Friday, November 28, 2008

Sólo con tu pareja (1991)

Director: Alfonso Cuarón
Country: Mexico

Filmmaker Alfonso Cuarón last wowed audiences with 2006's visually impressive Children of Men. Before that, he filled out his filmography with a diverse selection of projects, including A Little Princess, Great Expectations, Y tu mamá también and Harry Potter and the Prisoner of Azkaban (which is, for my money, the best-made film in the franchise). His first film, Sólo con tu pareja (Love in the Time of Hysteria), is a hidden gem; a well-crafted sex comedy which showcases the talent that would unfurl into one of the most impressive directors to come out of Mexico in recent years (Cuarón is joined by his friends Alejandro González Iñárritu and Guillermo del Toro as the most well-known figures of this group).

Cuarón, with the help of cinematographer Emmanuel Lubezki, sets his story in a cool, green-tinted contemporary Mexico. The "hero" is Tomás Tomás, writer for an advertising agency, charming bastard and modern day Don Juan. He is played by Daniel Giménez Cacho with all the shameless charisma to be expected from a character like this (one could perhaps think of him as a Spanish, less repugnant Tucker Max). The film chronicles a series of his amorous adventures and, just maybe, a major turning point for Tomás.

Despite its sometimes grim content (including an AIDS-related scare and plenty of suicide threats), there is never a moment when you forget you're watching a comedy - and a damned funny one at that. The film was written by Cuarón and his brother, Carlos Cuarón, who make sure the humor gains momentum in the right places and never lets up for too long, and they craft some absolutely priceless and zany situations that Tomás continually gets himself into. Perhaps the best one uses the classic setup in which the protagonist must be in two places at once, forcing Tomás to shuffle from one apartment to another on a precariously small ledge outside his apartment building. While doing this, juggling two women at the same time, he suddenly lays eyes on yet another one through a window - the stunning airline stewardess Clarisa (Claudia Ramírez). From that point onwards, Tomás declares himself a changed man; one who (according to him, whatever that's worth) is feeling true love for the first time. His awkward meetings with and attempts to win over Clarisa are further complicated by a former lover's (Dobrina Liubomirova) plan to exact a little payback. The film's English title is indeed an apt one, as Tomás consequently becomes consumed with hysteria-laced despair, setting in motion yet another chain of hilarious events throughout the film's final act.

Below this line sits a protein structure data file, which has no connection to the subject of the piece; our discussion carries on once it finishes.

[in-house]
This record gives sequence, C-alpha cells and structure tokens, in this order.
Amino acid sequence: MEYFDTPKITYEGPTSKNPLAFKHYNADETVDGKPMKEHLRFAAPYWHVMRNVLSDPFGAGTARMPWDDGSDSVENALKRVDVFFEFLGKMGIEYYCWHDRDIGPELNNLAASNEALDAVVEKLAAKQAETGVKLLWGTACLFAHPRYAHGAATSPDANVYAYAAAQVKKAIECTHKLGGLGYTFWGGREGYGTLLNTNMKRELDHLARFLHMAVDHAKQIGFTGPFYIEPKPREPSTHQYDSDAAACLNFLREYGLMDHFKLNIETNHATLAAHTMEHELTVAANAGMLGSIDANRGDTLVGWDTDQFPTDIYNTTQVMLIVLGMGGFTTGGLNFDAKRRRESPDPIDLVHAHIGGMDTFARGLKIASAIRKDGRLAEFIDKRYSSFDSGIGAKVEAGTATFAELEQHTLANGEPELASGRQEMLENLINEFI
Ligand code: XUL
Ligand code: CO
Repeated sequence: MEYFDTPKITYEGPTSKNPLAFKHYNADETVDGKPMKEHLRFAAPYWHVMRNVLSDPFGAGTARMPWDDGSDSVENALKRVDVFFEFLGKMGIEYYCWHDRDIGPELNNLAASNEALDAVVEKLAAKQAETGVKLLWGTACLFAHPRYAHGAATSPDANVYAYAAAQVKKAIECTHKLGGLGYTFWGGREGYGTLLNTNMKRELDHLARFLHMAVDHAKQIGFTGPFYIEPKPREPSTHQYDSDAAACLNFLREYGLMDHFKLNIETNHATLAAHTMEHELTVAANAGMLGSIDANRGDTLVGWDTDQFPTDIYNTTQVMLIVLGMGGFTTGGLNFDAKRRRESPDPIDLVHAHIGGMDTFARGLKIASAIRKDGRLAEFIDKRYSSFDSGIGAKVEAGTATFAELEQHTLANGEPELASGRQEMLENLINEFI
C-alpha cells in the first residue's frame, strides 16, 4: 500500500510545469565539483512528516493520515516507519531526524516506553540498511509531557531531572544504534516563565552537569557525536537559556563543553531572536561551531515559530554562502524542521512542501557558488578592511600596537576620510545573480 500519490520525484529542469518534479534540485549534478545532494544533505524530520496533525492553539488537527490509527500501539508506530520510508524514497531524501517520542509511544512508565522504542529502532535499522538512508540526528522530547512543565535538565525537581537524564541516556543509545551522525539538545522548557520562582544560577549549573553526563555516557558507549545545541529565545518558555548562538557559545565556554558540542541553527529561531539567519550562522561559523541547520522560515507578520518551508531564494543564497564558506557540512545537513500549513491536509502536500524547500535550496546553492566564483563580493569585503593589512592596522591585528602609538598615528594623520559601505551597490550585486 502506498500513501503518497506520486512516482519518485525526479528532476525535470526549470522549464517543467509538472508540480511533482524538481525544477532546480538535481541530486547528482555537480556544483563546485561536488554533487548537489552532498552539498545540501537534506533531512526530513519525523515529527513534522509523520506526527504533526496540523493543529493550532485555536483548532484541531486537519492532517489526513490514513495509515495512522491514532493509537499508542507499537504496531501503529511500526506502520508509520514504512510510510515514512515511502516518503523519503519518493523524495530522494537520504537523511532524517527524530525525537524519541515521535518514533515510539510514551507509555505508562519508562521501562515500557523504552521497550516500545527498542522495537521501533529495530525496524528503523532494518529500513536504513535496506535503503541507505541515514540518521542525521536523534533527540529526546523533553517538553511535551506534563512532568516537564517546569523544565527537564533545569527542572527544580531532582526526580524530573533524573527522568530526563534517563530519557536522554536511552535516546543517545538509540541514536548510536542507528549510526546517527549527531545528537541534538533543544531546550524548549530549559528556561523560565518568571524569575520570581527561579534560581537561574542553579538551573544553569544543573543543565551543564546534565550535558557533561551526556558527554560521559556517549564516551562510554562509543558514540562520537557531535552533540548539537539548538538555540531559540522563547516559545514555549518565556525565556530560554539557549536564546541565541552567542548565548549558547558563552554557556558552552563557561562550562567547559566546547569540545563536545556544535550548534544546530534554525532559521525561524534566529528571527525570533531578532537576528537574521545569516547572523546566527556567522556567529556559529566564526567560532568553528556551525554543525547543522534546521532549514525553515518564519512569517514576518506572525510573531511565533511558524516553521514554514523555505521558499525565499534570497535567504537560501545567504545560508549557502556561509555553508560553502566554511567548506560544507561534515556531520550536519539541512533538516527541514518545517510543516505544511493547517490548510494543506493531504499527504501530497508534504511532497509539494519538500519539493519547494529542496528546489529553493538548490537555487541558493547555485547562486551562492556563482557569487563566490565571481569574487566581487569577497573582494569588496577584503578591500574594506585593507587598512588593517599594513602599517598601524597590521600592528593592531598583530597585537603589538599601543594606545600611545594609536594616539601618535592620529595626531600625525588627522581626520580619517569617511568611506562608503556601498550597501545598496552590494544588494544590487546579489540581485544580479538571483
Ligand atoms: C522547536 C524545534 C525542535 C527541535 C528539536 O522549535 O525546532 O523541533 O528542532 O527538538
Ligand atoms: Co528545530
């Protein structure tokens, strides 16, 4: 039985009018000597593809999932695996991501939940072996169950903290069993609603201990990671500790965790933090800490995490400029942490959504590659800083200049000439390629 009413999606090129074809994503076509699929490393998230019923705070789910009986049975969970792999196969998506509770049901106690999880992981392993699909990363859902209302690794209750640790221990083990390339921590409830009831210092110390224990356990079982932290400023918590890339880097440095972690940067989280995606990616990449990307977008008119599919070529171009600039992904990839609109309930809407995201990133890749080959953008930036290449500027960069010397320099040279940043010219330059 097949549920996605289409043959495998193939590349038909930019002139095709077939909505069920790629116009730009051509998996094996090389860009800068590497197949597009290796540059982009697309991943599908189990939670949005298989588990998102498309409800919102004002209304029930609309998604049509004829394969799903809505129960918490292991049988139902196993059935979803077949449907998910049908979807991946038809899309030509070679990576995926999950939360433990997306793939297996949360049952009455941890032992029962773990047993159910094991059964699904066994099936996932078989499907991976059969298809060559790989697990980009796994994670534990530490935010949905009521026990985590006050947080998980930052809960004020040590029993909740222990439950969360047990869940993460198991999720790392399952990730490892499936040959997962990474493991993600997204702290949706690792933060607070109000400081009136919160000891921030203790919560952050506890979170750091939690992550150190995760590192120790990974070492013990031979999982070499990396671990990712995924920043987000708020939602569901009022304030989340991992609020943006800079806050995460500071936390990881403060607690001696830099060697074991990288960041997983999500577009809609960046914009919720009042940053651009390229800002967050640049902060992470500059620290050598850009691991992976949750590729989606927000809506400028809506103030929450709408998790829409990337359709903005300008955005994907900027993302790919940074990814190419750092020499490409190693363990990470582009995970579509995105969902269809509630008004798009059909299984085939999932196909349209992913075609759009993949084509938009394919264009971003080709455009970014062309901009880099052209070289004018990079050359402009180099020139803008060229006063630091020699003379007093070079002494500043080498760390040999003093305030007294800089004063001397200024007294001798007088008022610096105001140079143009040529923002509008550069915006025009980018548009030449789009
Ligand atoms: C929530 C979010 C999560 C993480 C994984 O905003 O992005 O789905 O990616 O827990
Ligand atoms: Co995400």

Sólo con tu pareja is chock full of several entertaining ingredients that help make it such an engaging film. Tomás' best friend, a doctor by the name of Mateo Mateos (Luis de Icaza), provides plenty of comedic padding and shares many great small scenes with Tomás. A few times in the film, Tomás engages in a morning ritual that seems to reinforce his hare-brained egocentricity: a sprint down to his apartment's ground floor to fetch the paper - clad only in a pair of green running shoes. At moments when he seems most frustrated or desperate, he obsessively arranges little cone-shaped paper cups around his apartment. It is a delight to behold a character so fully fleshed out and bearing all these behavioral quirks, and it is a tribute to Cacho's acting talent and the Cuaróns' strong writing that Tomás is, in spite of his chauvinistic habits, so damned likeable. To top it off, Cuarón uses the music of Mozart to set just the right tone for his film, providing a calm and often poetic effect to balance the chaotic proceedings.

This one was another of those films that I was meaning to see for the longest time, but simply couldn't for one reason or another. I was thrilled when it became the next film in my Zip (the Canadian equivalent to Netflix) account to be sent to me, and after finally seeing it, I decided it was well worth both the wait and a mention on this site. I heartily recommend it and can't wait to add it to my DVD library.

Monday, November 17, 2008

The Tracey Fragments (2007)

Director: Bruce McDonald
Country: Canada